The landlord must still name both or all parties on the N4 for nonpayment or any other notices or applications, so that it is clear that the contract is still in full effect. The landlord may be able to apply for collection against either or both parties for garnishment, for example, at some future date.

Trying to make the tenant who left actually pay the rent or damages is not an easy thing to do, but the possibility of eviction because of this nonpayment usually acts as an incentive for whoever is still living in the property.

There is nothing that a landlord can do to limit the number of occupants that live with the tenant unless the number exceeds a municipal occupancy standard. Usually this allows about 100 square feet per person, regardless of any lease term restrictions.

You are certainly within your rights to argue that the tenant’s use, or perhaps overuse of certain parts of the property constitute substantial interference with you reasonable enjoyment of the premises, or the enjoyment by other tenants on the property. This would mean you would have the option of serving an N5 notice.

It seems that your lease does not clearly specify the limits of use of the part of the property you are describing. If it does, then this would give you more leverage to make the tenants stop using that area. If the lease is vague or does not mention what areas of the property tenants do/do not have access to, then the best you can do is take the position that there was a verbal understanding about these limits when the tenancy began. Clearly, this is not ideal, because if you have to take the matter further by serving an N5 notice to terminate due to the tenant interfering with your enjoyment or that of another tenant on the property, then your position is weaker than it should be. Clear contract terms are vitally important.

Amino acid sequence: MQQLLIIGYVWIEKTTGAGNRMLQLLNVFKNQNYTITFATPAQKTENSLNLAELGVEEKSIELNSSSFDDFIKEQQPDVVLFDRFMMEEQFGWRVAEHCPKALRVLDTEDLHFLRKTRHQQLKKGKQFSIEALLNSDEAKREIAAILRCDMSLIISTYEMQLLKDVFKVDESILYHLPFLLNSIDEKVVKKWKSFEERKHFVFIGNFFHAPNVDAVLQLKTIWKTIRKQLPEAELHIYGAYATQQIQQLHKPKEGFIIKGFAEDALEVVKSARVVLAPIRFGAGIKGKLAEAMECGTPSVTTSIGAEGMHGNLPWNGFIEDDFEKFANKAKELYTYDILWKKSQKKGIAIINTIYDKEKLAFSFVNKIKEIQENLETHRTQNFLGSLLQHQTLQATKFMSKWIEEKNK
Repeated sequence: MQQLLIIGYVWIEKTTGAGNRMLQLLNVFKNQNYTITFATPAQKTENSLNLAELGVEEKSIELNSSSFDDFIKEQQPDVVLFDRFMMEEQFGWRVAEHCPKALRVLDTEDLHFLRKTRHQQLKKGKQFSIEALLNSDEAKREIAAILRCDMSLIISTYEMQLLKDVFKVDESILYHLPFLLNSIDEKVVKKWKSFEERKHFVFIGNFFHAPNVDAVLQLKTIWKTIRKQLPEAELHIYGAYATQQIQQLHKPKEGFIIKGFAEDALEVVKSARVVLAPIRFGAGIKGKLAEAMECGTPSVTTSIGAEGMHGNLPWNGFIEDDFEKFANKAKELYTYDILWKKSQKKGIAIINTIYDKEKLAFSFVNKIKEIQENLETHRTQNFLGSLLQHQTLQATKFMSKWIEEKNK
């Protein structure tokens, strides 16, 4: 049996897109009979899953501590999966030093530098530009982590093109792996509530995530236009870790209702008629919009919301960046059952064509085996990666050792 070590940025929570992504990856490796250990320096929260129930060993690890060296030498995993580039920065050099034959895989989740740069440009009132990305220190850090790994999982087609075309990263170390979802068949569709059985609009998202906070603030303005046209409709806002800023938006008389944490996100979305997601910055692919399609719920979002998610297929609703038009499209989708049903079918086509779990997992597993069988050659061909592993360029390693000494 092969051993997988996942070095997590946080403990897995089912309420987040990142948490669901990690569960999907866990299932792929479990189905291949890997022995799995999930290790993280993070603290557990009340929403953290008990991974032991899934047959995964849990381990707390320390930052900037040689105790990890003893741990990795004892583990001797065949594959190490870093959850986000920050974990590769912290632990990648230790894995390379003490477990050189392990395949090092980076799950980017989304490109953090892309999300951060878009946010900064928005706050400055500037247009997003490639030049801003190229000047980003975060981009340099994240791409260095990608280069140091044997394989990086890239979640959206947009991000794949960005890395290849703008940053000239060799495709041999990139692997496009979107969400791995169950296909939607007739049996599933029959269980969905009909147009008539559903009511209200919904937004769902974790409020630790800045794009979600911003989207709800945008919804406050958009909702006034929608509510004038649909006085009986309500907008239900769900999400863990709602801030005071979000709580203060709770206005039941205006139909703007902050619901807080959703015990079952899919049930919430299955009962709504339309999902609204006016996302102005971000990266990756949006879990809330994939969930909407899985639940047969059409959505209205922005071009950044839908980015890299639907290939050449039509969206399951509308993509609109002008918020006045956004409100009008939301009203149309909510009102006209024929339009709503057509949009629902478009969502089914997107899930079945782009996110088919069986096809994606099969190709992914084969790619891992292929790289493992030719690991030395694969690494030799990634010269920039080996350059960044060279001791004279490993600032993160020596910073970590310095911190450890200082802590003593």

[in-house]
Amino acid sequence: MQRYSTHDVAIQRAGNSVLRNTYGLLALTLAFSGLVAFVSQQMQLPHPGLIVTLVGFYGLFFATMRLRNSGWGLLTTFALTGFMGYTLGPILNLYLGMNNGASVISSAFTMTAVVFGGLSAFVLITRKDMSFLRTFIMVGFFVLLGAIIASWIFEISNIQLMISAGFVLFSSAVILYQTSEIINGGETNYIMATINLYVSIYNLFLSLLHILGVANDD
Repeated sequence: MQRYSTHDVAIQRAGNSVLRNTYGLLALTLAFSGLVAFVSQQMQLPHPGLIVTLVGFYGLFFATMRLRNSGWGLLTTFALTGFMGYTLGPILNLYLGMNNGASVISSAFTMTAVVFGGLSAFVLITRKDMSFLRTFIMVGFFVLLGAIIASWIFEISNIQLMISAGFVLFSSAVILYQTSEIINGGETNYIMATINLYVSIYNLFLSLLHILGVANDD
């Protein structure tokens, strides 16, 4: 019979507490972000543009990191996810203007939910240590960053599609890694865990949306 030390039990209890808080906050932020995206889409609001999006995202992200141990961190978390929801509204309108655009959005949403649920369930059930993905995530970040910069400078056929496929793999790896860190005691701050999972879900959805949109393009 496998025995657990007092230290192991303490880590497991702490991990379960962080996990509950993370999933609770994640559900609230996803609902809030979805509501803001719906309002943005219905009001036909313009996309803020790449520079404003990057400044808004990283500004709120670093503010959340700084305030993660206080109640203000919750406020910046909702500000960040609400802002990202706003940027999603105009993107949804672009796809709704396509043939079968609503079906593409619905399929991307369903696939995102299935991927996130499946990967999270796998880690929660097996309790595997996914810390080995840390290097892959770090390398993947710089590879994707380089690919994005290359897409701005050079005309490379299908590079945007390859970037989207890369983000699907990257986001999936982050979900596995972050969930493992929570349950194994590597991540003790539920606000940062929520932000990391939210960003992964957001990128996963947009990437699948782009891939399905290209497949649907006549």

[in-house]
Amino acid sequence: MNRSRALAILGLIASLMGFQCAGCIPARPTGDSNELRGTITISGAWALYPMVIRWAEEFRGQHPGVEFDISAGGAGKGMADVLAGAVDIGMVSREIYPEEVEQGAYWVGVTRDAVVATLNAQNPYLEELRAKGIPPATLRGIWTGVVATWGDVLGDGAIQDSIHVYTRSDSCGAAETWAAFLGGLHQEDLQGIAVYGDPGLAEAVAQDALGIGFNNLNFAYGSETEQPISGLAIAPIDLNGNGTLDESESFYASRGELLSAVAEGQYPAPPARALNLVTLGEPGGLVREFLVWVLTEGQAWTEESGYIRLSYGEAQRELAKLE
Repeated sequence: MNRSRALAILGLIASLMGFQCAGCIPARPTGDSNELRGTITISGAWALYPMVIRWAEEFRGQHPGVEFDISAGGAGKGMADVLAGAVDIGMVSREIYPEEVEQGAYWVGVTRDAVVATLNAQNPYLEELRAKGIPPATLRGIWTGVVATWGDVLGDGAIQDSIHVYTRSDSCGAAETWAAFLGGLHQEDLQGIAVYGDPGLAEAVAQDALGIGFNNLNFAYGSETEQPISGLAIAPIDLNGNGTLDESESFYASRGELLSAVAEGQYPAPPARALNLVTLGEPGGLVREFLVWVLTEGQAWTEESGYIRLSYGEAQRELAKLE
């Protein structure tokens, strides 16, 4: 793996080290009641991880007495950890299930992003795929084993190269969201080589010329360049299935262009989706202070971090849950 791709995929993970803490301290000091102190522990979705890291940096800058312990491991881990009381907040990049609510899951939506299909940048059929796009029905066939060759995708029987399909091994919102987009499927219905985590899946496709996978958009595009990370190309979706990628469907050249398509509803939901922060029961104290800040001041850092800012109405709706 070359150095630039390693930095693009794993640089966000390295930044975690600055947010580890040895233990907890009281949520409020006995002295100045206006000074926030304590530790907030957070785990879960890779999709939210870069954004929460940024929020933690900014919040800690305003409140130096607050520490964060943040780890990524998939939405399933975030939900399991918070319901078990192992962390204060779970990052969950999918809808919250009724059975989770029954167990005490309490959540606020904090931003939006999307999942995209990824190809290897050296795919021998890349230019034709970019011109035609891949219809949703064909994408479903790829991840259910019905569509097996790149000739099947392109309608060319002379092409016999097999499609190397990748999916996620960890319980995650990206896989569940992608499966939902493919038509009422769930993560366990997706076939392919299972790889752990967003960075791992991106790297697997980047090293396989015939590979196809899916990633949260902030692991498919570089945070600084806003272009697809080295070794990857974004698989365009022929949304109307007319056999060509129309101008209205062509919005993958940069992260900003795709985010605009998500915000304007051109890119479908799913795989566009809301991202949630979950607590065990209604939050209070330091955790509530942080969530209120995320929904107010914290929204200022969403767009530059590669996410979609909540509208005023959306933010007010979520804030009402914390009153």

If the downspout has been damaged by the chairs, then you can serve an N5 notice for this damage. You can also ask them to move their position to avoid damage to the downspout.

If you’re going to serve a notice, I suggest you show these pictures to your local Fire Services office and ask about safety for those exiting the building because the chairs are very close to the door. Here http://www.secondsuites.info/service-directory/ is a map to help you find the office for your area. You could also argue that you do not want heavy objects to be so close to the window in case a storm causes the chair to lift up and smash the glass.

When drafting any lease agreements, it is best to clearly outline what is the appropriate and allowable use of the property in the wording of the lease itself. The easiest way to prevent overuse or abuse of a right to use the yard for socializing is to not allow it at all in future.

It is perfectly lawful for the tenant to allow someone to move in with them without telling the landlord who that person is. You would only be able to gather information on the person if the tenant wants to add him to the tenancy agreement and have him be responsible to pay rent, at which point you could screen him as you would any new applicant to rent.